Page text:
In spite of the rapid political salience of climate alteration, and daily news reports of a quickly changing weather, the question can still seem inaccessible for people in countries like the UK where bushfires and hurricanes are not a recognizable danger. Even though weather modify is success ‘closer to home’, the UK public unmoving tends to see main climate impacts as incredible for other people in other places to be concerned about.
Additionally, as our weather Visuals do research has established, a more people-determined, significant visual language for climate modify can progress statement and appointment on this essential concern.
So, in recent years, health practitioners have played a gradually more central role in discussion the alarm about climate change, with initiatives like the Lancet Planetary Health mission making clear that several of the impacts of weather alteration are qualified by persons and communities as intimidation to their physical and mental health.
A Survey of 1000 UK Citizens
In addition, an online review of just over 1000 UK citizens was conducted during 2019. Participants viewed a variety of images showing different categories of UK weather impacts with straight health implications: flooding, temperature-pressure, infectious diseases and air smog. Participants answered a sequence of questions about these images, and also viewed a minor number of ‘solutions’ images (i.e. positive community responses correlated to weather alter health impacts).
Moreover, the surveys experienced a variety of different research questions, and explored a number of dissimilar psychological variables – such as ‘apparent severity’ (how serious impacts are supposed to be), and ‘supposed susceptibility’ (how exposed people felt toward impacts). For a fuller explanation of the methods please demote to the appendix below.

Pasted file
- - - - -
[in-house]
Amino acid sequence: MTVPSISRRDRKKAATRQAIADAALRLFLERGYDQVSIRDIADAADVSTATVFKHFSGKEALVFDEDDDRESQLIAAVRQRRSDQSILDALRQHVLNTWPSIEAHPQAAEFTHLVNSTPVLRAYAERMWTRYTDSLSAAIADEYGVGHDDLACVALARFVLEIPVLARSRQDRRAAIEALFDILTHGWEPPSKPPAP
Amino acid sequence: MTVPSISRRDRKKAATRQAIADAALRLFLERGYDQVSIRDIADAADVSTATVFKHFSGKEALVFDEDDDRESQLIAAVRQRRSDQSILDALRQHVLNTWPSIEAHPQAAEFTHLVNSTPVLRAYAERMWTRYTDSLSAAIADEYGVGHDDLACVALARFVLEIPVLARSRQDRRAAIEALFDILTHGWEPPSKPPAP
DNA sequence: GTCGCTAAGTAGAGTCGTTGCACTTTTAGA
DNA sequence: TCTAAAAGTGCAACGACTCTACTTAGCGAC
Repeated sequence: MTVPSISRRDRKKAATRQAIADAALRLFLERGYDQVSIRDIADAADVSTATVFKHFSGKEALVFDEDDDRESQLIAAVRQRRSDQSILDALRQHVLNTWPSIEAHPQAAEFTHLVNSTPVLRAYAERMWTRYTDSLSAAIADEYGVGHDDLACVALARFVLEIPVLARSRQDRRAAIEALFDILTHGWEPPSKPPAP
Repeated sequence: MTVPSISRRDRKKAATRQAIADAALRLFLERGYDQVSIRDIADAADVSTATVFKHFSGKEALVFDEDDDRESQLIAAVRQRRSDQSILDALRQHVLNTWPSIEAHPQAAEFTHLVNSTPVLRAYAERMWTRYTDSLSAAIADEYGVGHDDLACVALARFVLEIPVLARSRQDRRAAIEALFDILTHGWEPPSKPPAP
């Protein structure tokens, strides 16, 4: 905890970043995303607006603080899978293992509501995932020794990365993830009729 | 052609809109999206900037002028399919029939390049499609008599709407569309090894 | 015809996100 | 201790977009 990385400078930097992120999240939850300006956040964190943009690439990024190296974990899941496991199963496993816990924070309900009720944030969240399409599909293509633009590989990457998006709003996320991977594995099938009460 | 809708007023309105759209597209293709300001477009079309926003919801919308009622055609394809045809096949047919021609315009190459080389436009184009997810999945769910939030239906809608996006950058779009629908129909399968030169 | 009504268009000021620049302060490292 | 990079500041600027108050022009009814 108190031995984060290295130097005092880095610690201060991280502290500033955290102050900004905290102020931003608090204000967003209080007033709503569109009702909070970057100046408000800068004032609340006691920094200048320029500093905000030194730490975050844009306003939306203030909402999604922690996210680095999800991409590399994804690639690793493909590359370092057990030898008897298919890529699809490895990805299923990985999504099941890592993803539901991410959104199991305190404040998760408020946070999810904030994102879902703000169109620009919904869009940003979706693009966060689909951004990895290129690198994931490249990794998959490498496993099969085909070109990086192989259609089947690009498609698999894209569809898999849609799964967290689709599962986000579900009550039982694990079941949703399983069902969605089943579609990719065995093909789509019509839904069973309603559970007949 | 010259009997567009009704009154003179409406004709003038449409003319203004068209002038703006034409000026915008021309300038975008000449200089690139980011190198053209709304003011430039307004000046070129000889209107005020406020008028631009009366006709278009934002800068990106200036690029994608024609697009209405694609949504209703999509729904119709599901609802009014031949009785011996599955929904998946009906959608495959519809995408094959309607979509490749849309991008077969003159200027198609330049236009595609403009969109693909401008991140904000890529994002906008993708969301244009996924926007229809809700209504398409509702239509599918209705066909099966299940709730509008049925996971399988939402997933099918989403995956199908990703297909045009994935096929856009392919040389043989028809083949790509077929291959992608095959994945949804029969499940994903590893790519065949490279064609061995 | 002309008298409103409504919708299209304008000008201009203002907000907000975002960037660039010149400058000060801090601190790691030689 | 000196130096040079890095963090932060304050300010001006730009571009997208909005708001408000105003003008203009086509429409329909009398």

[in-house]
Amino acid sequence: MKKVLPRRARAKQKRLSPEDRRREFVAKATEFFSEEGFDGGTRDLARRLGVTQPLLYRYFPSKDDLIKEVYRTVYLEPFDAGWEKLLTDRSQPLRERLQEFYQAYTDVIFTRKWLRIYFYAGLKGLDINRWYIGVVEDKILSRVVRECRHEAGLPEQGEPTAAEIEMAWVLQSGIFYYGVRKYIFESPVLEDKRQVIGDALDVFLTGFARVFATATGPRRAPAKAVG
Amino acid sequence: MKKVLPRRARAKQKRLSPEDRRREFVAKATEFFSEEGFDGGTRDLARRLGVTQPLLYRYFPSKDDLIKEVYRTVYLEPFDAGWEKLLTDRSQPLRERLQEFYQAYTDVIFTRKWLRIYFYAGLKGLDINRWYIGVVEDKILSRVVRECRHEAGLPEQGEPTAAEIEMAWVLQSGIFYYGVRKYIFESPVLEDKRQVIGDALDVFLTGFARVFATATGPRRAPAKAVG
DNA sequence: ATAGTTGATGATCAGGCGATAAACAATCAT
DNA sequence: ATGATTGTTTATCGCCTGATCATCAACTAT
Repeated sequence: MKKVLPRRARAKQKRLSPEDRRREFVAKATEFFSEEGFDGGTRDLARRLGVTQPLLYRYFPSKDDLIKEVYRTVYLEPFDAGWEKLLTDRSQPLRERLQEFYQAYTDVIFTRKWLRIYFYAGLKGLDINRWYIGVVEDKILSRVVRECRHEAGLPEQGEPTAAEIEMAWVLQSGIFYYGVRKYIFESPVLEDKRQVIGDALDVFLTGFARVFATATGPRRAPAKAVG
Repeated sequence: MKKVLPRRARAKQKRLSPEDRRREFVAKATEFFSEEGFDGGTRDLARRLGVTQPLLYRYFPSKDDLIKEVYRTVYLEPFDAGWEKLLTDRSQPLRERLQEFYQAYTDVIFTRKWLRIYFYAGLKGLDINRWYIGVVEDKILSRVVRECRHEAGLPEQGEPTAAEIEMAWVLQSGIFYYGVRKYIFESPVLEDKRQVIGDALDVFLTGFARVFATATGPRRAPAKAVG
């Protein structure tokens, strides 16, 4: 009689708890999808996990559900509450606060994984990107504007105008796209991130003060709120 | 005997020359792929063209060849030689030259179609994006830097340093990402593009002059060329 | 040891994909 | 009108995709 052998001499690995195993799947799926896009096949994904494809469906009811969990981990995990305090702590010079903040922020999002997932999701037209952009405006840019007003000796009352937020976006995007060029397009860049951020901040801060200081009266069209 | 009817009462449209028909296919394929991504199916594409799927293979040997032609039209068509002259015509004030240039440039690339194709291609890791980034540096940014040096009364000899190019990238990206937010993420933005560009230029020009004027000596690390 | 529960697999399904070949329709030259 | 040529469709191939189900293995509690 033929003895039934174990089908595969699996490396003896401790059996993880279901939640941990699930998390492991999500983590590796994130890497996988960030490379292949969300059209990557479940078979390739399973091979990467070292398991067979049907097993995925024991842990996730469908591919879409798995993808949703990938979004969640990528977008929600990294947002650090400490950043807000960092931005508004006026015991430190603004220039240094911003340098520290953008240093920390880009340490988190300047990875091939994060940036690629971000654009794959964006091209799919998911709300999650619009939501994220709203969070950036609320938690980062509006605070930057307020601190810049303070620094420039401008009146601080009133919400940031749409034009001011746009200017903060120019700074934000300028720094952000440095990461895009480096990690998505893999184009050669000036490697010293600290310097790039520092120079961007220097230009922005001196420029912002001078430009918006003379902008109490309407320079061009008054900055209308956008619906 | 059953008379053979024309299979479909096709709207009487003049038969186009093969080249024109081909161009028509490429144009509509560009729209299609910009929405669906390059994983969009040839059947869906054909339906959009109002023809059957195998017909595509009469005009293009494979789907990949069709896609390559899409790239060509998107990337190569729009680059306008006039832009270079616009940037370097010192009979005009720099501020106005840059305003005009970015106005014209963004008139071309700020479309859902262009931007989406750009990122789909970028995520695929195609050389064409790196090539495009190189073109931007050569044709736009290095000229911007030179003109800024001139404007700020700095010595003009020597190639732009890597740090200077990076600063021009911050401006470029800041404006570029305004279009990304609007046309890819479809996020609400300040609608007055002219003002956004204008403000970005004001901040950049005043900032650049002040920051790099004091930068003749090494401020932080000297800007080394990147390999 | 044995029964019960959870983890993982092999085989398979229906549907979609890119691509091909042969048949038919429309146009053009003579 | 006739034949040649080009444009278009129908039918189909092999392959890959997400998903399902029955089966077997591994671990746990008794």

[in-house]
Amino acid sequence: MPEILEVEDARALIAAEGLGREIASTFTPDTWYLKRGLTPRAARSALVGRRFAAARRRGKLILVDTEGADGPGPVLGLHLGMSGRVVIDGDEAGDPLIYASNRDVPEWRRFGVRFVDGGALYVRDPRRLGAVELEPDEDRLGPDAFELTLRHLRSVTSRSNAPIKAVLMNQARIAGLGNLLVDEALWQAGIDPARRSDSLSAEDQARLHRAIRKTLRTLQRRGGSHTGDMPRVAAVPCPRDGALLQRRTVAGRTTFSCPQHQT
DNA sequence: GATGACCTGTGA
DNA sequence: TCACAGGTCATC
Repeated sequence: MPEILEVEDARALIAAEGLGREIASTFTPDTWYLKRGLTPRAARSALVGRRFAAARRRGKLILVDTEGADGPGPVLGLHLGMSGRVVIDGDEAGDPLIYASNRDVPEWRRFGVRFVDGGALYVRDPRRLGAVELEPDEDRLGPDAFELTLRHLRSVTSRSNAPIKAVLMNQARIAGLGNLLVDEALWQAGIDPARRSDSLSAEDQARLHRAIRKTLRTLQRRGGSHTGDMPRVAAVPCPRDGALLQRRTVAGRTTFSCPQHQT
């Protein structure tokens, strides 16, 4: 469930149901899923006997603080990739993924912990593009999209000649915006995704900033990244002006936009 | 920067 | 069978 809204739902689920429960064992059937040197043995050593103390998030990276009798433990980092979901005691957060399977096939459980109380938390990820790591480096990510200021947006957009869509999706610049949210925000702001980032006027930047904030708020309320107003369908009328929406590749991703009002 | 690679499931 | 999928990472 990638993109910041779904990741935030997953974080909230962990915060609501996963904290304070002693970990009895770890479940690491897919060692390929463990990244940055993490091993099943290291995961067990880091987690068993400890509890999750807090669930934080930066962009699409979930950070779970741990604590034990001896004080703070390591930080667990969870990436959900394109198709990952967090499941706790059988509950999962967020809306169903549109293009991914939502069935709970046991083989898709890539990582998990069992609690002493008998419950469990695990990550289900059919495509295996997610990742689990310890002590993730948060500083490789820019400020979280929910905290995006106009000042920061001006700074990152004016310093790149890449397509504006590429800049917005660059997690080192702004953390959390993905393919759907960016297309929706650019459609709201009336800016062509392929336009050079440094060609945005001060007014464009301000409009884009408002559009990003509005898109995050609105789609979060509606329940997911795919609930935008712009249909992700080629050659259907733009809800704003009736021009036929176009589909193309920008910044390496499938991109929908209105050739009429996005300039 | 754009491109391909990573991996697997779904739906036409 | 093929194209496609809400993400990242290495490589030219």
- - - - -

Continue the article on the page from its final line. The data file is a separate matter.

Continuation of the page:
Key Findings & Recommendations
So, images of air pollution were every time found to be the most efficient for visually communicating the health impacts of weather change. These images shaped the highest ratings of alarm about weather change and respondents. Also rated air pollution images as the most ‘delegate of weather change’ (compared to the other impacts shown).
Furthermore, people reported reaction more defenceless and liable on the way to air smog, relation to the other types of impacts explored (flooding, high-temperature nervous tension and transmittable disease).
Air pollution was also the issue that most people felt they could do a little about (a sense of ‘efficacy’). 75% said air pollution was the weather impact they felt they could do most about individually – compared to floods (6%), high-temperature nervous tension (12%), or transmittable disease (7%).
A minor set of ‘solutions’ images were also experienced – these images, in line with preceding investigate. Every time formed top levels of ‘efficacy’ (the wisdom of living being able to make a variation) than the images of health impacts.
This is important because previous investigate suggests that potentially intimidating information connected to health must be matched with appeals to usefulness, to avoid distrustful or avoidant reactions.